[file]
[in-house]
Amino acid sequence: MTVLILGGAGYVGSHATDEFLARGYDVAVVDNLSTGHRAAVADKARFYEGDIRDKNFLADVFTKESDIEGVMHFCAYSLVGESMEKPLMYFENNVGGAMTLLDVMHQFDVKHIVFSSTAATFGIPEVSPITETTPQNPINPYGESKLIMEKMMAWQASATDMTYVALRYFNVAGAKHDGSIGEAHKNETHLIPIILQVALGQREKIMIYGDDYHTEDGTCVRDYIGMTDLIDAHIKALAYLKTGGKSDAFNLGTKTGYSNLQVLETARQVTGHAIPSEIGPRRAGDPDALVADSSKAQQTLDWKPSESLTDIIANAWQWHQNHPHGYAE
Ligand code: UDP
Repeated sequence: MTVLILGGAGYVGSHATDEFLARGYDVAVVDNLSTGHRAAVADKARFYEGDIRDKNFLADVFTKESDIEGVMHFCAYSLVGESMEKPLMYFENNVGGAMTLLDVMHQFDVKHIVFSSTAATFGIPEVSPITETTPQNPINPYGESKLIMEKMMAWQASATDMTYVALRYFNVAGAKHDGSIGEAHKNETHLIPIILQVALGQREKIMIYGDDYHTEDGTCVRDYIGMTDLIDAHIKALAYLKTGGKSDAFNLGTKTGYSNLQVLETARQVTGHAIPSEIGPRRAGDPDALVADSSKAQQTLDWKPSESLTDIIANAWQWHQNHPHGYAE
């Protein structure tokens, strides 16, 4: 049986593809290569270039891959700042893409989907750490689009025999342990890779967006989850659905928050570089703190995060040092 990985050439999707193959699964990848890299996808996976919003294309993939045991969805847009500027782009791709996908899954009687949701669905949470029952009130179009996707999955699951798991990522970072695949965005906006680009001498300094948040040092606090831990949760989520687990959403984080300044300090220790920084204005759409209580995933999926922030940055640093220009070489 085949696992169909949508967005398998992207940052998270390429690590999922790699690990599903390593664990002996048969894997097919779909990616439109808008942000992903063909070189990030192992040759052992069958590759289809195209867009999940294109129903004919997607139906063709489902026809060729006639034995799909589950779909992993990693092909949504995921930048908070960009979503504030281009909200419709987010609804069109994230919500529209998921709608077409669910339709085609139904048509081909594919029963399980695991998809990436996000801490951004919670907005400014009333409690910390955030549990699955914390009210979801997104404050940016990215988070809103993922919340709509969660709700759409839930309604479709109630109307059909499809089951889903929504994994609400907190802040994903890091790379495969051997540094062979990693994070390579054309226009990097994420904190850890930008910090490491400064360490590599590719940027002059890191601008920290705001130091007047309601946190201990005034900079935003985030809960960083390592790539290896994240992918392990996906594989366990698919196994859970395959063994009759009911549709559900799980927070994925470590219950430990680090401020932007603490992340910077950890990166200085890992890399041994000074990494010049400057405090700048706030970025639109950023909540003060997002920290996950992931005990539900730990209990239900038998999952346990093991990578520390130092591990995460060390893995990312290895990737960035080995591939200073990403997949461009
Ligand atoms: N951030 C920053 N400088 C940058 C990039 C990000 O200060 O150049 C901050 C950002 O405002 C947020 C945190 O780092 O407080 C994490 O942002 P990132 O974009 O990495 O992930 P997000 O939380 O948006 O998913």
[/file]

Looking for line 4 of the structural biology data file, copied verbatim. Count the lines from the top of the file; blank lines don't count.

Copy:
Repeated sequence: MTVLILGGAGYVGSHATDEFLARGYDVAVVDNLSTGHRAAVADKARFYEGDIRDKNFLADVFTKESDIEGVMHFCAYSLVGESMEKPLMYFENNVGGAMTLLDVMHQFDVKHIVFSSTAATFGIPEVSPITETTPQNPINPYGESKLIMEKMMAWQASATDMTYVALRYFNVAGAKHDGSIGEAHKNETHLIPIILQVALGQREKIMIYGDDYHTEDGTCVRDYIGMTDLIDAHIKALAYLKTGGKSDAFNLGTKTGYSNLQVLETARQVTGHAIPSEIGPRRAGDPDALVADSSKAQQTLDWKPSESLTDIIANAWQWHQNHPHGYAE